Money coming out one Fertitta pocket and going back into another would be a common theme through the case, and I kept finding new areas where the Fertittas found ways to pay themselves without any intention of their moves ever being made public. Yet, even when I exposed much of this behavior, they managed to get away with it all and did not even have to suffer a real civil penalty. These guys have become the kings of insider dealing, influence peddling, and lawyering up to beat the band.

      Lorenzo and Frank Fertitta managed to erase billions in Station Casinos debt through the bankruptcy courts, and they bought all their over-leveraged properties back for a bottom dollar bid at the tail end of the process. They used Xyience as a trial run, an experiment of sorts. It wasn't long before the lesson learned came to be: bankruptcy can be extremely profitable if you play the game correctly. I arrived in Vegas on my last trip out during a time period where Station Casinos was still on the way out of bankruptcy. They were advertising a car a day give-away. Later on I read some reorganization paperwork that showed Station Casinos simply defaulted on the payments to the dealerships involved. The dealerships no doubt wrote off the losses as part of their insurance program, and the folks with the free cars made out like bandits. It's the kind of magic that can only happen in Las Vegas.

This is why the Fertittas themselves are very rich individuals who always make the Forbes list. This is what business-suited gangsters do. There's nothing better than selling something you got for free. As casino owners, the Fertittas must maintain a resolute appearance as upstanding young men who are law-abiding citizens. Billions of dollars could literally be at risk if they were ever caught up in any kind of criminal charges. Bankruptcy fraud seemed like a fair charge when I first levied it against them with a motion to suspend the bankruptcy. Their juice and my lack of an attorney led to a judge paying my motion no heed. The Fertittas steamrolled the company through bankruptcy with relative ease. It was like a bank robbery broadcast on national television where a million tips come in because everyone knows the robbers. Yet, nobody gets cuffed in the long run. Nobody is told to pay for their transgressions or provide any relief to those who suffered through these long years hoping something tangible would come out of the court process.

 I currently have a motion seeking $150 million in relief for sanctions against a wide array of parties implicated in the bankruptcy. There has never been an appropriate hearing on that motion, and it would require a ton of testimony to do it right. It's not a task I take lightly, and it would be a gargantuan effort to bring that hearing to fruition. Still, I am determined to do what it takes to play my part in this and provide whatever shred of justice I can.


Xyience Criminal History said...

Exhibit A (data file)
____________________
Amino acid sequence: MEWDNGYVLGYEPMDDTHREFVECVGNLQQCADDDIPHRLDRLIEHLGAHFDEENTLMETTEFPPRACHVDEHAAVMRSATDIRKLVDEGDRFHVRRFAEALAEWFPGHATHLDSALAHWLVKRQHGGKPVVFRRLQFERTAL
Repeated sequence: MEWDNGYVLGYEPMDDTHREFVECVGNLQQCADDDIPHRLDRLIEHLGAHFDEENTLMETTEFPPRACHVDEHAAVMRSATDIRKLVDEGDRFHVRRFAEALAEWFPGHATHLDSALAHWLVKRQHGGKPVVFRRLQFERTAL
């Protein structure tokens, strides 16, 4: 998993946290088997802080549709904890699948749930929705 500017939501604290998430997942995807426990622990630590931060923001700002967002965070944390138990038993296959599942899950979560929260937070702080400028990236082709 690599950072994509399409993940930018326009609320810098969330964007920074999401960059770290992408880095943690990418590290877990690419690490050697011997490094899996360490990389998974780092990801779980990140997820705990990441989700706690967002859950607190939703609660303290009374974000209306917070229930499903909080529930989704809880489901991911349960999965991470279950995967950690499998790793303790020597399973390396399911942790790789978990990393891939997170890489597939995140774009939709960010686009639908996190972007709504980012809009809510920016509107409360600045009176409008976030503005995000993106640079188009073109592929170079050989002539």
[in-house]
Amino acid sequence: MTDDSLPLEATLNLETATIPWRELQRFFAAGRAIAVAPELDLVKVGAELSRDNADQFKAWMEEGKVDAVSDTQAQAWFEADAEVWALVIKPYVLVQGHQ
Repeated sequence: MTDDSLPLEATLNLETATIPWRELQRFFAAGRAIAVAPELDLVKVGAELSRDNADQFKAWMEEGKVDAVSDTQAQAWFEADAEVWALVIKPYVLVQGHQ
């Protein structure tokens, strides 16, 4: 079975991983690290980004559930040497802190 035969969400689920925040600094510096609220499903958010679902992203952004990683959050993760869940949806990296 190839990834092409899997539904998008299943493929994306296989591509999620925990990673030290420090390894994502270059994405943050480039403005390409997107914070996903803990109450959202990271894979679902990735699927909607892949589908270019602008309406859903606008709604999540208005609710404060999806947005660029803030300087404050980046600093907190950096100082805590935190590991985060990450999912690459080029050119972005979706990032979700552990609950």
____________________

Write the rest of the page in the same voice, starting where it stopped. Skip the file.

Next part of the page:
Rich, I admire your determination, but what has gotten lost in your reporting, is the biggest con-man in all of this Russell Pike. We were duped by Pike and Ronald Solomon into investing into Xyience. Little did we know, was that Russell was taking investor's money and laundering it through friends and family's pockets so he could live the high life. The government finally caught up to him and he will go to prison once again, and the rest of his "gang" are right behind him. We have talked to many government agencies and Russell Pike is only the first to go down. Zizzazz and Internet Business Group are all companies that Pike uses to steal money from investors with his slick talk. I have written off my bad investment into Xyience a long time ago. My redemption is seeing Pike in prison and Solomon right behind him.

Anonymous said...

Rich, do you think that one or more of the people trying to bring the Fertittas to justice have been in fear for their lives ? My feeling all along is that it will take a major RICO investigation, complete with FBI infiltration and wiretaps, to bring down the Fertitta crime family. Until then, Nevada is truly the wild west, with nearly useless securities law, corrupt law enforcement and a complicit media.

Writerfortruth said...

I do realize Pike did a lot of damage. I actually talked to some of the investigators working on his IRS case and always knew he would find his way back to prison in time. When the Fertittas bought out Xyience I switched my attention to their behavior and the bigger picture, but when the book comes out I will certainly not neglect to tell Pike's part of the story.

Mike, I'm asked all the time if I'm afraid I'll "get whacked" and always tell people no. The Fertittas just don't do that anymore, and the mob doesn't execute people much anymore either. These days you can still get killed if you're actually in the mob and screw up, but due to the heat a murder investigation brings most organized crime leaders don't advocate murdering people outside the organization. At least not people who aren't already crooks. Las Vegas is a corporate wonderland for the Fertittas. They have so much pull they can do whatever they want and step on all the toes of all the little people they want to make a buck. It's sad but true. The FBI went after JP Morgan for $2 billion when the Fertittas have done more financial damage than that, so that should tell you something about the hopes for prosecution of the Fertittas for anything.

arlene said...

Burried in the desert. Lol

arlene said...

Burried in the desert. Lol

arlene said...

Burried in the desert. Lol

arlene said...

Burried in the desert. Lol